ISF begins crackdown on traffic violations in Lebanon (video)Bookmark this
BEIRUT: The heaviest punishments for traffic violations under a new law came into force last week, as road safety organizations stressed strict and continuous implementation of the new rules if they were to be effective. An ISF statement last week said that police had begun enforcing new punishments for Category 5 violations, such as exceeding the speed limit by more than 60 kilometers per hour, driving without a license, and driving while under the influence of alcohol or drugs.
Those found guilty could have their car impounded, be fined from LL1 million to LL3 million, or be sentenced to up to two years in prison.
The latter measure will come in effect by April 2015, along with all other articles yet to be implemented. There are 240 articles in total.
Under the previous rules, speeding fines were set at LL50,000, and those caught driving without a license only had to pay a minimal fine.
As of Friday last week, mobile traffic cameras had recorded 55 Category 5 speed violations, according to the ISF.
Under the new traffic law, each driver begins with 12 points on their driver’s license.
Points are deducted for violations, with the number of points corresponding to the seriousness of the violation. If all 12 points are lost, the license is invalidated and the driver will be barred from getting a new one for six months, during which time he must take a course at a driving school.
Punishments for Category 1-4 violations have not been implemented yet.
ايها اللبنانيون انتبهوا : لا رحمة بعد اليوم في مخالفات السير
أيها اللبنانيون عليكم من اليوم وصاعداً بالتنبه، فقانون السير الجديد الذي سيبداً تطبيقه كاملاً في نيسان المقبل لن يرحم أحداً.
قوى الأمن الداخلي بدأت تطبيق الغرامات والمخالفات من القانون الجديد بالمادتين الخامسة والسادسة، أما عقوبة السجن فتبدأ في نيسان.
Joe Daccache, deputy head of road safety organization YASA International, praised the new law, but warned that its effectiveness hinged on how it was implemented.
“The old traffic law was not that bad, but the problem lay in implementation,” he said, questioning whether the ISF was up to the task.
He said there were only 10 to 15 speed radars in the entire country – greatly below the required number.
Daccache added that there was a significant delay between the time drivers commit a violation and when they are notified. “Suddenly, you get a ticket for a violation that you allegedly made one or two years ago. You cannot remember if you really made it or not.
“By the time you are informed about the violation, the deadline for requesting a clarification would have expired and the fine would have become a judicial verdict by the traffic court.”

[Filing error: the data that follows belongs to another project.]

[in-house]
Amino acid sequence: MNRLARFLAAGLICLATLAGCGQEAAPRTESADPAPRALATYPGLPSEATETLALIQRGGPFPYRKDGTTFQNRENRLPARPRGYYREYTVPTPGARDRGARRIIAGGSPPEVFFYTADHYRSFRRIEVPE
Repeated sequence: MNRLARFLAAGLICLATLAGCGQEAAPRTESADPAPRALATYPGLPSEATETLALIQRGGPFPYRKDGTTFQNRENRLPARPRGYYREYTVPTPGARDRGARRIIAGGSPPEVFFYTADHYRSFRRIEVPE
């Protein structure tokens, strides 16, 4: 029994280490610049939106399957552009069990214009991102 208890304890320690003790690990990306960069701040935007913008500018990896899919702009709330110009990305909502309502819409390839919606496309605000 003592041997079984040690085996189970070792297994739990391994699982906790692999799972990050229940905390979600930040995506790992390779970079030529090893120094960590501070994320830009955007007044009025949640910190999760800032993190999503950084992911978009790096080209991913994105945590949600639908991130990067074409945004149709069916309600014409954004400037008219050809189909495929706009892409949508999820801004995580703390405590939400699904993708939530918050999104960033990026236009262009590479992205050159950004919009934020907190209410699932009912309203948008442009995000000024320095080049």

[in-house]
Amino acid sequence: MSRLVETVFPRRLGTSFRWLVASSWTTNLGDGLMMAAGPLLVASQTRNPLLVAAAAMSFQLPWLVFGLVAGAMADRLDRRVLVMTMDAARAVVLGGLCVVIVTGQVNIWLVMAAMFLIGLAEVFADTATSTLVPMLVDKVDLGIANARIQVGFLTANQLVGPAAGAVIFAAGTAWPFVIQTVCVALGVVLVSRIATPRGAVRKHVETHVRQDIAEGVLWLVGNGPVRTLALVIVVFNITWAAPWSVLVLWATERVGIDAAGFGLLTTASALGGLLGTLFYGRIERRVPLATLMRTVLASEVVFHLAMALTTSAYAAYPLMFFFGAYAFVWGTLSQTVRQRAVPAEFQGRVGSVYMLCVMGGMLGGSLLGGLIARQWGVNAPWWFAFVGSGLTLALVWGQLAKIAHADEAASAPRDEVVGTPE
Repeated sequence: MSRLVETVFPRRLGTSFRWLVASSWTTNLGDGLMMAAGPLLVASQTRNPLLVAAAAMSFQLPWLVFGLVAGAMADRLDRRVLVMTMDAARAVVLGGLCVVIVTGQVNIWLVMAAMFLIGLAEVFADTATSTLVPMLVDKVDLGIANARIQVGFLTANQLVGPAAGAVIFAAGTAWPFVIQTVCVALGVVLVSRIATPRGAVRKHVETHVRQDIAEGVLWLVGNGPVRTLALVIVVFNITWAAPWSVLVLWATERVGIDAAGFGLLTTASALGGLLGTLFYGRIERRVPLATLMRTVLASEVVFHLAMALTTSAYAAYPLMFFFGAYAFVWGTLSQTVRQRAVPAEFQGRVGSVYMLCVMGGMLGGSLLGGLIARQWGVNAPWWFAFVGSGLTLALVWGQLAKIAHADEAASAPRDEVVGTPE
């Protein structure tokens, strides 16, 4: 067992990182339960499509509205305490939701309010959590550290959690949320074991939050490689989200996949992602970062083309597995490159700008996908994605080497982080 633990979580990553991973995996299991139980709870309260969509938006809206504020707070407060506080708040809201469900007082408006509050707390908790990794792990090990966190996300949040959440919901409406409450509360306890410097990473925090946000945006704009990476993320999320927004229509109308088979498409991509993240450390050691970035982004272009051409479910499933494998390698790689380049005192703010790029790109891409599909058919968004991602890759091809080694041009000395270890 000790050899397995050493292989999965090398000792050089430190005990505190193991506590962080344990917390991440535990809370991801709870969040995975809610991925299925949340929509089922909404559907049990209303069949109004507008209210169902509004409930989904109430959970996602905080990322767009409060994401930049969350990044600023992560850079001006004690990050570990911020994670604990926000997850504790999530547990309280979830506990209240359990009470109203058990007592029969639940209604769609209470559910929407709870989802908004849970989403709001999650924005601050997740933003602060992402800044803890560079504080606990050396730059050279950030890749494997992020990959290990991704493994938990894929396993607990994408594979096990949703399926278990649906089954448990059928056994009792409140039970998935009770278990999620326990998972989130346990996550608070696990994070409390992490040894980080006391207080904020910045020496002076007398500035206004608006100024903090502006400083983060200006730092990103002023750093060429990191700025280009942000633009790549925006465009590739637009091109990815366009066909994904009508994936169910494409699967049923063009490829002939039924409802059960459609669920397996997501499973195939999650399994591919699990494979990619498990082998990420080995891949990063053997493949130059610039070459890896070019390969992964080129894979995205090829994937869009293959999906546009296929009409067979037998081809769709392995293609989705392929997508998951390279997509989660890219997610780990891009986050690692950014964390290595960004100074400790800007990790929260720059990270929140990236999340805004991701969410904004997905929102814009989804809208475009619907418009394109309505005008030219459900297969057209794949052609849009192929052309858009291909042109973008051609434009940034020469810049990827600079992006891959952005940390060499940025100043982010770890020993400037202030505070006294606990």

Currently, drivers are informed of their fine through tickets delivered by Liban Post.
They can also check the ISF website to see whether they have any outstanding violations.
“The best way to inform a violator about his fine is through text message and give him one week to seek clarification,” Daccache said.
He also noted that many cars had forged license plates or no plates at all, making it impossible for traffic cameras to identify drivers.
A source from the ISF acknowledged that the number of cars with missing or forged license plates had increased in recent years due to the deteriorating security situation, particularly in the north. He said, however, that the ISF was “following up on this issue.”
The source, who asked to remain anonymous, said the ISF was working on increasing the number of speed cameras across the country.
As for the delay in informing violators about their fines, the source said that tickets were still being manually written out in police stations before being sent to Liban Post.
He added that Liban Post was finding it difficult to locate the addresses of some violators, which further delayed the process of informing them about their fines.
The ISF was working on digitizing the process, he said.
In the meantime, he urged drivers to regularly monitor their record through the ISF website.
He acknowledged that the implementation of other items of the new traffic law, which was published in the Official Gazette in October 2012, was slow, due to political instability and the need to prioritize managing the security situation.
Lena Gebran, the deputy president of road safety organization Kunhadi, said that measures by the ISF, media coverage and awareness campaigns had already slightly reduced car accidents this year.
Citing ISF statistics, Gebran said that up until the first week of December, 537 people were killed in car accidents this year, compared with the 650 deaths that were recorded in 2013.
“The implementation [of the law] should not take place for only one or two months, or else people will not take it seriously,” she warned.
Echoing Daccache, she said that delivering tickets late would minimize their power as a deterrent.
Gebran also noted that the current number of traffic cameras was not enough.
“I think if they get enough radar monitors for the roads linking Beirut to the south, north and the mountains, this will be sufficient. These are the roads which see [the most] speeding,” Gebran said.
“They made this decision [to implement the law], we should clap for them.
“God willing, things will be on the right track and implementation will be strict and serious.”